Dena Williams is organizing the Pull Up on Portland Street event in downtown Dartmouth, on Saturday, July 17 from 11 a.m. to 4 p.m.  The event shines a spotlight on local entrepreneurs and entertainers from the BIPOC community.  For those who may not know, BIPOC is an acronym for Black, Indigenous and People of Colour.

“The Pull Up on Portland Street is more than an event. It's an opportunity for BIPOC vendors to take ownership of spaces that we're not typically seen in and have genuine allyship take place,” says Williams.

Williams came up with the name for the event: “Pull Up” is an expression used by many folks in the Black community when referring to a casual invitation to get together and hang out.  For the event, she has matched entrepreneurs and entertainers from the BIPOC community with Downtown Dartmouth businesses, who will host pop-up vendors and performers in their bricks and mortar spaces.  The aim of the Pull Up on Portland Street is to introduce new people to several emerging entrepreneurs, while creating an energized and festive atmosphere throughout on downtown Dartmouth.

Williams is the ideal person to organize the Pull Up on Portland Street, as she understands what it is like to hustle and get a small business off the ground during a pandemic.  Williams started Vitamin Dee Entertainment in 2019, a talent agency specializing in booking artists from traditionally under-represented communities.  In her work, she manages a handful of artists exclusively and handles booking gigs for dozens more.

“I want to bring light and love to historically neglected communities.  It’s my goal to use Vitamin Dee Entertainment to promote positivity, inclusivity and diversity.”

Starting out performing in church alongside her family, Williams has been surrounded by creative people for as long as she can remember.   Although she plays the cello and clarinet, and has dabbled in singing and theatre, Williams says it is not performance that lights her up, it’s supporting people in their creative process.  She also recently graduated with a degree in social work from Dalhousie University.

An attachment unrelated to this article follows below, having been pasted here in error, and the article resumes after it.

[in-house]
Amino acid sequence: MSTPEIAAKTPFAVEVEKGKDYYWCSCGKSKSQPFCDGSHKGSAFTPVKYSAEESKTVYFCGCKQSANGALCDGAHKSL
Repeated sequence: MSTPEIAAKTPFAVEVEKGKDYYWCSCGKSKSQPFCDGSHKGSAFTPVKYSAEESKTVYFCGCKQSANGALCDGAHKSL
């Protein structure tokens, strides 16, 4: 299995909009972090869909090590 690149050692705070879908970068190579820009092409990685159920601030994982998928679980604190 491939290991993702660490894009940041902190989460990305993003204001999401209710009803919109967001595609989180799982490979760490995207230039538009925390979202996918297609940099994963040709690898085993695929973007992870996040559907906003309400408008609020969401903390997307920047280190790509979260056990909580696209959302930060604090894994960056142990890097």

“My goal is to build.  I feel I’ve been called to build a community where BIPOC creatives can create, connect, share and have genuine support,” says Williams.

Williams’ most recent project is the Pull Up on Portland Street, which is a collaboration with the Downtown Dartmouth Business Commission and the MacPhee Centre for Creative Learning.

“The Downtown Dartmouth area has a rich history with BIPOC entrepreneurs that has been lost over time.  To have the Downtown Dartmouth Business Commission make a firm commitment to support this demographic is a response to the call of being equitable and just, while also advocating for the unity and support of the entire local business community in HRM,” says Williams.

During the Pull Up on Portland Street on Saturday, July 17, BIPOC vendors will be set up at various locations throughout downtown Dartmouth from 11 a.m. to 4 p.m.  The event takes place rain or shine.  COVID-19 safety protocols are in place at all participating locations.  A map and schedule can be found at www.downtowndartmouth.ca.

“I believe that the Pull Up on Portland will be a game changer for local businesses in the city, BIPOC and Non-BIPOC and alter how we think when it comes to 'supporting local business," says Williams.

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